Within Europe, as elsewhere, countries are tightening their borders, pushing back people at borders, denying access to territories, overseeing rapidly deteriorating reception conditions, and increasing detention of migrants. Reforms to asylum procedures within Europe are likely to mean worsening procedures and conditions including more detention at the borders of Europe, including of children. The recent Illegal Migration Act in the UK denies access to asylum for huge groups of people including unaccompanied and separated children, denying many access to the protection and support they need. Reduction in the number of legal routes into Europe and increasingly complex and inaccessible family unity procedures exacerbate the risks of harm to children trying to enter and move across Europe.

Many people and organizations, including KIND, are calling for solutions that look at the whole journey a child takes—whether in Mexico or the Central Mediterranean—and for solutions that work at scale, bringing together states, nongovernmental organizations, intergovernmental organizations, and the private sector. The rise in unaccompanied children is a global issue requiring global solutions and expertise.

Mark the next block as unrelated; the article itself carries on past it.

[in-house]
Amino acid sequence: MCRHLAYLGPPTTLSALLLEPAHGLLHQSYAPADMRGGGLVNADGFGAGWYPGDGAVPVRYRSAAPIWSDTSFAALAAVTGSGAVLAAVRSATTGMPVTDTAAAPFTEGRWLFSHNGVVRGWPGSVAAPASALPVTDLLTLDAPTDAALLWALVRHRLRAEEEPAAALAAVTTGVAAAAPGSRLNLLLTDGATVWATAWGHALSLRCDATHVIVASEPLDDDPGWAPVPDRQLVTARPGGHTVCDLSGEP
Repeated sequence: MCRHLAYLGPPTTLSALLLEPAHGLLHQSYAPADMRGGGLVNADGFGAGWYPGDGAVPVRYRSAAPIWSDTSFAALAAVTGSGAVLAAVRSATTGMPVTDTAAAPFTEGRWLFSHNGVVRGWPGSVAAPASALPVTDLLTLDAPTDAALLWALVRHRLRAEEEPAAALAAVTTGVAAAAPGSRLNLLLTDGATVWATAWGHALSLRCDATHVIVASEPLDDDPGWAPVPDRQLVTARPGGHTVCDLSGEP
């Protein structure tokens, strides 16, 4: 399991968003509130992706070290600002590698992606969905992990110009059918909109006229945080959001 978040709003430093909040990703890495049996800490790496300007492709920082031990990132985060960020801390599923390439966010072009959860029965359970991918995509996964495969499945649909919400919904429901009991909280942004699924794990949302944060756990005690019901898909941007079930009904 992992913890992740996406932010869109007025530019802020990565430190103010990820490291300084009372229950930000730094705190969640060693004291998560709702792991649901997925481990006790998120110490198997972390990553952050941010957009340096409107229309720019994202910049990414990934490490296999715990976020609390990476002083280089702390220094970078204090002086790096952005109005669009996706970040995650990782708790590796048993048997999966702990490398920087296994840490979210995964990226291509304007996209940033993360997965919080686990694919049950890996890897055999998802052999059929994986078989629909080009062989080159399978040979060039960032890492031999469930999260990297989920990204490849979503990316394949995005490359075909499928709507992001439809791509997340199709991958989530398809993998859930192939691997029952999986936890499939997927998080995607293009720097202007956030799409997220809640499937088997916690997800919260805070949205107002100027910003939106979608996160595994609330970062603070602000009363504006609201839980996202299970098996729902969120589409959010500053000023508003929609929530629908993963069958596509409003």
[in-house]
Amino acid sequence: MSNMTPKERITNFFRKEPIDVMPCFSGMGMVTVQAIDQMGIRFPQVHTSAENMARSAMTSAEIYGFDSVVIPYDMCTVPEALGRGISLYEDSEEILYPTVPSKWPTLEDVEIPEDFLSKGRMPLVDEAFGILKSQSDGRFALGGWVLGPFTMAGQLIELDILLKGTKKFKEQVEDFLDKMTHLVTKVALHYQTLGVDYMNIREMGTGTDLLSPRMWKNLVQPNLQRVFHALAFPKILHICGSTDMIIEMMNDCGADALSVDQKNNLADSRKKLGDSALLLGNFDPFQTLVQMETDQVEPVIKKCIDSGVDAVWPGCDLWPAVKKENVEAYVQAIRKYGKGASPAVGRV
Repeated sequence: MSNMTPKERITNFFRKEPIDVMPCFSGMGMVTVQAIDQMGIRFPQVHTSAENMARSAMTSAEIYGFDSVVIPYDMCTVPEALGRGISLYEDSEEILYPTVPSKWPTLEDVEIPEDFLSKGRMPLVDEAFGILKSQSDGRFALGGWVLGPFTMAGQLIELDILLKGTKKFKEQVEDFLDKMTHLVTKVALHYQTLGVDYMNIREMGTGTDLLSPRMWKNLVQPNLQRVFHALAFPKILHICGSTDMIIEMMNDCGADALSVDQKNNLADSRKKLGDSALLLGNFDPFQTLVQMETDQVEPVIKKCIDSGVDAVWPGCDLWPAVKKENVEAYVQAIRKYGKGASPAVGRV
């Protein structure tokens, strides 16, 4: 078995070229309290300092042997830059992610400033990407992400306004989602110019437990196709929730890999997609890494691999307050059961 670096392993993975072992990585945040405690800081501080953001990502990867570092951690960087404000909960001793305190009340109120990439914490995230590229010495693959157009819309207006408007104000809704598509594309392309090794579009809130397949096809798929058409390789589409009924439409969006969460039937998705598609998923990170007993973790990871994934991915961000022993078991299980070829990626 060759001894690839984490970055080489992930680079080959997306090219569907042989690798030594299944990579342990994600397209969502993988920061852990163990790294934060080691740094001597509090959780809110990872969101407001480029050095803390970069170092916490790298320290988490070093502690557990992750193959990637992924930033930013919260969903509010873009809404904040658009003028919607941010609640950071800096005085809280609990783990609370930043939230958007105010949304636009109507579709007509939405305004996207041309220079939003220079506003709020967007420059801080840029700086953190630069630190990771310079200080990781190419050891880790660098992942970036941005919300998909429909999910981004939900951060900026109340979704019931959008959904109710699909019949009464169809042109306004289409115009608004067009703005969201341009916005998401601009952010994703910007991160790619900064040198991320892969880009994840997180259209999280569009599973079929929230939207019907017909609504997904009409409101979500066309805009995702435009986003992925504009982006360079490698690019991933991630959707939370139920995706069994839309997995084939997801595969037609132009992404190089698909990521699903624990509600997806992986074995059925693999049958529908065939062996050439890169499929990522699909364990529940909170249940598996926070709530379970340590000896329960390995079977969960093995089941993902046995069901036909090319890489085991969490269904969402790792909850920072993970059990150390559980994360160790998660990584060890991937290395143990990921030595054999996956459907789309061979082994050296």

There are many similarities for children on the move coming to Europe and the United States.  Globally, there is an increased focus on the situation of children on the move. Children need child-friendly and trauma informed lawyers to help them navigate the legal process and safeguard their best interests.

This is why KIND is needed in Europe. KIND brings global expertise in the protection of unaccompanied and separated refugee and immigrant children; a holistic, child centered, trauma informed legal and social services model; and networks of NGOs and pro bono lawyers to respond at scale to these growing numbers of children on the move.


Q: What is next for KIND in Europe?   
We are incredibly grateful to our funders and supporters who are ensuring that we are able to expand in Europe at such a crucial juncture. I am committed to ensuring that KIND continues to play its role in supporting and complementing the work of others in Europe as we move forward with our incredible global team of staff, consultants, specialist NGOs, and pro bono lawyers to help us do so.

We are expanding our team in Europe, bringing on two KIND lawyers in Poland and Slovakia, to increase access to child specific migration expertise. We are also recruiting for a Director of Policy and Advocacy who will work alongside our policy teams in the United States and expert policy partner in Brussels. We have various other briefings and child-friendly tools that we will be launching over the next few months, so stay tuned!

To learn more about KIND’s work in Europe, check out our most recent fact sheet.